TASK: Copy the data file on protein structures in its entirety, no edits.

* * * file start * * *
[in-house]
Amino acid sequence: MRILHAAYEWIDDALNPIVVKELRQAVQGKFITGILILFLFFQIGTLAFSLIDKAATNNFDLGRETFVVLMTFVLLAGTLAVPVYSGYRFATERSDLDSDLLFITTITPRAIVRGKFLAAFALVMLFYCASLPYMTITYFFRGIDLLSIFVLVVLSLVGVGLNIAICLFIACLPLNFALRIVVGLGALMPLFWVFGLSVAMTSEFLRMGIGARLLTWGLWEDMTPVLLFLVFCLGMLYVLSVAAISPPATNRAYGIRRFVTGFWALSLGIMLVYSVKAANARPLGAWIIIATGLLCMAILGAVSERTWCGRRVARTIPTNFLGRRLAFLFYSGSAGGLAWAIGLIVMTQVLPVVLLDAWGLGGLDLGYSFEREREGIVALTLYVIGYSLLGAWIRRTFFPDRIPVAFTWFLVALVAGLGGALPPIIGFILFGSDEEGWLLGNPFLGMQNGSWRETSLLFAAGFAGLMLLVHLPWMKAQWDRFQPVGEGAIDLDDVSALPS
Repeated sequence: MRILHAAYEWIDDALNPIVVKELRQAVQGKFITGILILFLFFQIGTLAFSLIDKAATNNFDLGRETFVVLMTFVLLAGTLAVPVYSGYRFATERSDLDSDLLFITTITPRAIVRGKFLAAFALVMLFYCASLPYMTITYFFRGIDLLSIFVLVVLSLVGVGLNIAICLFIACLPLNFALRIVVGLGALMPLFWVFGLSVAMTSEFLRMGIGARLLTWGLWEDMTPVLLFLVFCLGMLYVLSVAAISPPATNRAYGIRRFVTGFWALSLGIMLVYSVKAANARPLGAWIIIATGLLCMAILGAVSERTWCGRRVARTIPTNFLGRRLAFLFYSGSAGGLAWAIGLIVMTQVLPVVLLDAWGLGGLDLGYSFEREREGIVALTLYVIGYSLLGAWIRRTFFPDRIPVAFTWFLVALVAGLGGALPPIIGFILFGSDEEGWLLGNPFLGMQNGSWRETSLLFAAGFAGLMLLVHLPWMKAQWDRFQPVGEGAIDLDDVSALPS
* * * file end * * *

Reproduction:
[in-house]
Amino acid sequence: MRILHAAYEWIDDALNPIVVKELRQAVQGKFITGILILFLFFQIGTLAFSLIDKAATNNFDLGRETFVVLMTFVLLAGTLAVPVYSGYRFATERSDLDSDLLFITTITPRAIVRGKFLAAFALVMLFYCASLPYMTITYFFRGIDLLSIFVLVVLSLVGVGLNIAICLFIACLPLNFALRIVVGLGALMPLFWVFGLSVAMTSEFLRMGIGARLLTWGLWEDMTPVLLFLVFCLGMLYVLSVAAISPPATNRAYGIRRFVTGFWALSLGIMLVYSVKAANARPLGAWIIIATGLLCMAILGAVSERTWCGRRVARTIPTNFLGRRLAFLFYSGSAGGLAWAIGLIVMTQVLPVVLLDAWGLGGLDLGYSFEREREGIVALTLYVIGYSLLGAWIRRTFFPDRIPVAFTWFLVALVAGLGGALPPIIGFILFGSDEEGWLLGNPFLGMQNGSWRETSLLFAAGFAGLMLLVHLPWMKAQWDRFQPVGEGAIDLDDVSALPS
Repeated sequence: MRILHAAYEWIDDALNPIVVKELRQAVQGKFITGILILFLFFQIGTLAFSLIDKAATNNFDLGRETFVVLMTFVLLAGTLAVPVYSGYRFATERSDLDSDLLFITTITPRAIVRGKFLAAFALVMLFYCASLPYMTITYFFRGIDLLSIFVLVVLSLVGVGLNIAICLFIACLPLNFALRIVVGLGALMPLFWVFGLSVAMTSEFLRMGIGARLLTWGLWEDMTPVLLFLVFCLGMLYVLSVAAISPPATNRAYGIRRFVTGFWALSLGIMLVYSVKAANARPLGAWIIIATGLLCMAILGAVSERTWCGRRVARTIPTNFLGRRLAFLFYSGSAGGLAWAIGLIVMTQVLPVVLLDAWGLGGLDLGYSFEREREGIVALTLYVIGYSLLGAWIRRTFFPDRIPVAFTWFLVALVAGLGGALPPIIGFILFGSDEEGWLLGNPFLGMQNGSWRETSLLFAAGFAGLMLLVHLPWMKAQWDRFQPVGEGAIDLDDVSALPS